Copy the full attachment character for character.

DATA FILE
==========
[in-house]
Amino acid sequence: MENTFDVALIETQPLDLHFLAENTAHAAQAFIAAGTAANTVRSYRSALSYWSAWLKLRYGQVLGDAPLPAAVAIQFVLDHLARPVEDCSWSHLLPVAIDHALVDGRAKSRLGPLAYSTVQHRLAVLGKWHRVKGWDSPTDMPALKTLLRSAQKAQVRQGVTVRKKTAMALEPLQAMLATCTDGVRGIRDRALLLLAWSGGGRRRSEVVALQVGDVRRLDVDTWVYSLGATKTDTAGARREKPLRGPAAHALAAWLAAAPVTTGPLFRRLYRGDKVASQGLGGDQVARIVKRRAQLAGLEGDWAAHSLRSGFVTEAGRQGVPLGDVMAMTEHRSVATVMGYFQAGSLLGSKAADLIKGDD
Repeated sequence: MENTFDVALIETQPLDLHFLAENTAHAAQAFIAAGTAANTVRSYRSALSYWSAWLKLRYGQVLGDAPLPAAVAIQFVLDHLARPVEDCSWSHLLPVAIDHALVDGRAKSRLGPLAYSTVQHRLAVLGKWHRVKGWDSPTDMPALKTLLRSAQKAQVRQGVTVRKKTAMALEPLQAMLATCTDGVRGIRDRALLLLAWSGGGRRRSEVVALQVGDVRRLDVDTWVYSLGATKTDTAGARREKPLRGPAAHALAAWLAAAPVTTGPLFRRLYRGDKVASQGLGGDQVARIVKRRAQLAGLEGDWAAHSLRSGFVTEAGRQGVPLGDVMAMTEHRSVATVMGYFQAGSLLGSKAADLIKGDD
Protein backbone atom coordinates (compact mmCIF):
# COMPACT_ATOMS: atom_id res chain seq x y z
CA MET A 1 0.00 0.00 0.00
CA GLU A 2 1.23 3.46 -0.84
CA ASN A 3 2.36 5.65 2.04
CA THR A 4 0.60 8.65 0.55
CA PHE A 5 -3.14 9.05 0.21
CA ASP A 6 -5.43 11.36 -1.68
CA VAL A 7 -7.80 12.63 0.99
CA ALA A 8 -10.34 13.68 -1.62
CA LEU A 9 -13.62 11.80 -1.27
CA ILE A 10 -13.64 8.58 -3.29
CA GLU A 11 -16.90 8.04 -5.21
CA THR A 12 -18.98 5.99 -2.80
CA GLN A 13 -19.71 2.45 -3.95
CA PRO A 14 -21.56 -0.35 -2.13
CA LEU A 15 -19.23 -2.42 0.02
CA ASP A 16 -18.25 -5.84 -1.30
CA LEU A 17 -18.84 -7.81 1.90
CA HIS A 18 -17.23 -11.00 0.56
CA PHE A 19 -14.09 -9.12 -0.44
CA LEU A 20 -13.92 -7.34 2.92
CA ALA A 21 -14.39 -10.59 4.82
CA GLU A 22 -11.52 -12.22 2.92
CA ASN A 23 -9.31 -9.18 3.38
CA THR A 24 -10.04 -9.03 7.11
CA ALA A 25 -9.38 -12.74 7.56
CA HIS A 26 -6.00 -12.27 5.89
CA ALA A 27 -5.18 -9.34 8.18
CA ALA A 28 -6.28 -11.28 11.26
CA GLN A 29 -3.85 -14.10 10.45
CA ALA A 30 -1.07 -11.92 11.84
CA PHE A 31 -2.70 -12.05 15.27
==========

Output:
[in-house]
Amino acid sequence: MENTFDVALIETQPLDLHFLAENTAHAAQAFIAAGTAANTVRSYRSALSYWSAWLKLRYGQVLGDAPLPAAVAIQFVLDHLARPVEDCSWSHLLPVAIDHALVDGRAKSRLGPLAYSTVQHRLAVLGKWHRVKGWDSPTDMPALKTLLRSAQKAQVRQGVTVRKKTAMALEPLQAMLATCTDGVRGIRDRALLLLAWSGGGRRRSEVVALQVGDVRRLDVDTWVYSLGATKTDTAGARREKPLRGPAAHALAAWLAAAPVTTGPLFRRLYRGDKVASQGLGGDQVARIVKRRAQLAGLEGDWAAHSLRSGFVTEAGRQGVPLGDVMAMTEHRSVATVMGYFQAGSLLGSKAADLIKGDD
Repeated sequence: MENTFDVALIETQPLDLHFLAENTAHAAQAFIAAGTAANTVRSYRSALSYWSAWLKLRYGQVLGDAPLPAAVAIQFVLDHLARPVEDCSWSHLLPVAIDHALVDGRAKSRLGPLAYSTVQHRLAVLGKWHRVKGWDSPTDMPALKTLLRSAQKAQVRQGVTVRKKTAMALEPLQAMLATCTDGVRGIRDRALLLLAWSGGGRRRSEVVALQVGDVRRLDVDTWVYSLGATKTDTAGARREKPLRGPAAHALAAWLAAAPVTTGPLFRRLYRGDKVASQGLGGDQVARIVKRRAQLAGLEGDWAAHSLRSGFVTEAGRQGVPLGDVMAMTEHRSVATVMGYFQAGSLLGSKAADLIKGDD
Protein backbone atom coordinates (compact mmCIF):
# COMPACT_ATOMS: atom_id res chain seq x y z
CA MET A 1 0.00 0.00 0.00
CA GLU A 2 1.23 3.46 -0.84
CA ASN A 3 2.36 5.65 2.04
CA THR A 4 0.60 8.65 0.55
CA PHE A 5 -3.14 9.05 0.21
CA ASP A 6 -5.43 11.36 -1.68
CA VAL A 7 -7.80 12.63 0.99
CA ALA A 8 -10.34 13.68 -1.62
CA LEU A 9 -13.62 11.80 -1.27
CA ILE A 10 -13.64 8.58 -3.29
CA GLU A 11 -16.90 8.04 -5.21
CA THR A 12 -18.98 5.99 -2.80
CA GLN A 13 -19.71 2.45 -3.95
CA PRO A 14 -21.56 -0.35 -2.13
CA LEU A 15 -19.23 -2.42 0.02
CA ASP A 16 -18.25 -5.84 -1.30
CA LEU A 17 -18.84 -7.81 1.90
CA HIS A 18 -17.23 -11.00 0.56
CA PHE A 19 -14.09 -9.12 -0.44
CA LEU A 20 -13.92 -7.34 2.92
CA ALA A 21 -14.39 -10.59 4.82
CA GLU A 22 -11.52 -12.22 2.92
CA ASN A 23 -9.31 -9.18 3.38
CA THR A 24 -10.04 -9.03 7.11
CA ALA A 25 -9.38 -12.74 7.56
CA HIS A 26 -6.00 -12.27 5.89
CA ALA A 27 -5.18 -9.34 8.18
CA ALA A 28 -6.28 -11.28 11.26
CA GLN A 29 -3.85 -14.10 10.45
CA ALA A 30 -1.07 -11.92 11.84
CA PHE A 31 -2.70 -12.05 15.27